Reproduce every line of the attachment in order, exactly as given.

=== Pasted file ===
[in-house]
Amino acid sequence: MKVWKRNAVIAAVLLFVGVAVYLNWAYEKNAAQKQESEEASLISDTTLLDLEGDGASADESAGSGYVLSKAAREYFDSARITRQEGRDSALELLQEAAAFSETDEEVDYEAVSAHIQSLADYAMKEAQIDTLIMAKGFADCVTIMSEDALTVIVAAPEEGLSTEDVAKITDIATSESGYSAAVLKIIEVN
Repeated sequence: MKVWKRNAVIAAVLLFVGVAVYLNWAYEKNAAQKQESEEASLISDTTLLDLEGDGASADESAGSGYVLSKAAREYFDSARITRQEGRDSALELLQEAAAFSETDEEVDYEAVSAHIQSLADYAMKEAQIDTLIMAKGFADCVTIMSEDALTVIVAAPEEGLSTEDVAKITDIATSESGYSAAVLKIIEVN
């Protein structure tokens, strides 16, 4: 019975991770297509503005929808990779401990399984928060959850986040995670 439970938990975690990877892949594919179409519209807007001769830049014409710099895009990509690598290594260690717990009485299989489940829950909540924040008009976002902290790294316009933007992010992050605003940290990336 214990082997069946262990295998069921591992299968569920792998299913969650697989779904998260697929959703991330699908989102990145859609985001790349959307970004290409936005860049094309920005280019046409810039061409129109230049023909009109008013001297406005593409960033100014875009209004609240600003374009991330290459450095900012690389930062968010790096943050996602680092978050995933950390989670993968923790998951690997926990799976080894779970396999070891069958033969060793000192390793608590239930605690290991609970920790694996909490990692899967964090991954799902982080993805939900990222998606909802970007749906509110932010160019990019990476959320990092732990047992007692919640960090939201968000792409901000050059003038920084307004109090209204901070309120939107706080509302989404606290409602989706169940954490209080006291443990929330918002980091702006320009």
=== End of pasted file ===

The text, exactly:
[in-house]
Amino acid sequence: MKVWKRNAVIAAVLLFVGVAVYLNWAYEKNAAQKQESEEASLISDTTLLDLEGDGASADESAGSGYVLSKAAREYFDSARITRQEGRDSALELLQEAAAFSETDEEVDYEAVSAHIQSLADYAMKEAQIDTLIMAKGFADCVTIMSEDALTVIVAAPEEGLSTEDVAKITDIATSESGYSAAVLKIIEVN
Repeated sequence: MKVWKRNAVIAAVLLFVGVAVYLNWAYEKNAAQKQESEEASLISDTTLLDLEGDGASADESAGSGYVLSKAAREYFDSARITRQEGRDSALELLQEAAAFSETDEEVDYEAVSAHIQSLADYAMKEAQIDTLIMAKGFADCVTIMSEDALTVIVAAPEEGLSTEDVAKITDIATSESGYSAAVLKIIEVN
């Protein structure tokens, strides 16, 4: 019975991770297509503005929808990779401990399984928060959850986040995670 439970938990975690990877892949594919179409519209807007001769830049014409710099895009990509690598290594260690717990009485299989489940829950909540924040008009976002902290790294316009933007992010992050605003940290990336 214990082997069946262990295998069921591992299968569920792998299913969650697989779904998260697929959703991330699908989102990145859609985001790349959307970004290409936005860049094309920005280019046409810039061409129109230049023909009109008013001297406005593409960033100014875009209004609240600003374009991330290459450095900012690389930062968010790096943050996602680092978050995933950390989670993968923790998951690997926990799976080894779970396999070891069958033969060793000192390793608590239930605690290991609970920790694996909490990692899967964090991954799902982080993805939900990222998606909802970007749906509110932010160019990019990476959320990092732990047992007692919640960090939201968000792409901000050059003038920084307004109090209204901070309120939107706080509302989404606290409602989706169940954490209080006291443990929330918002980091702006320009």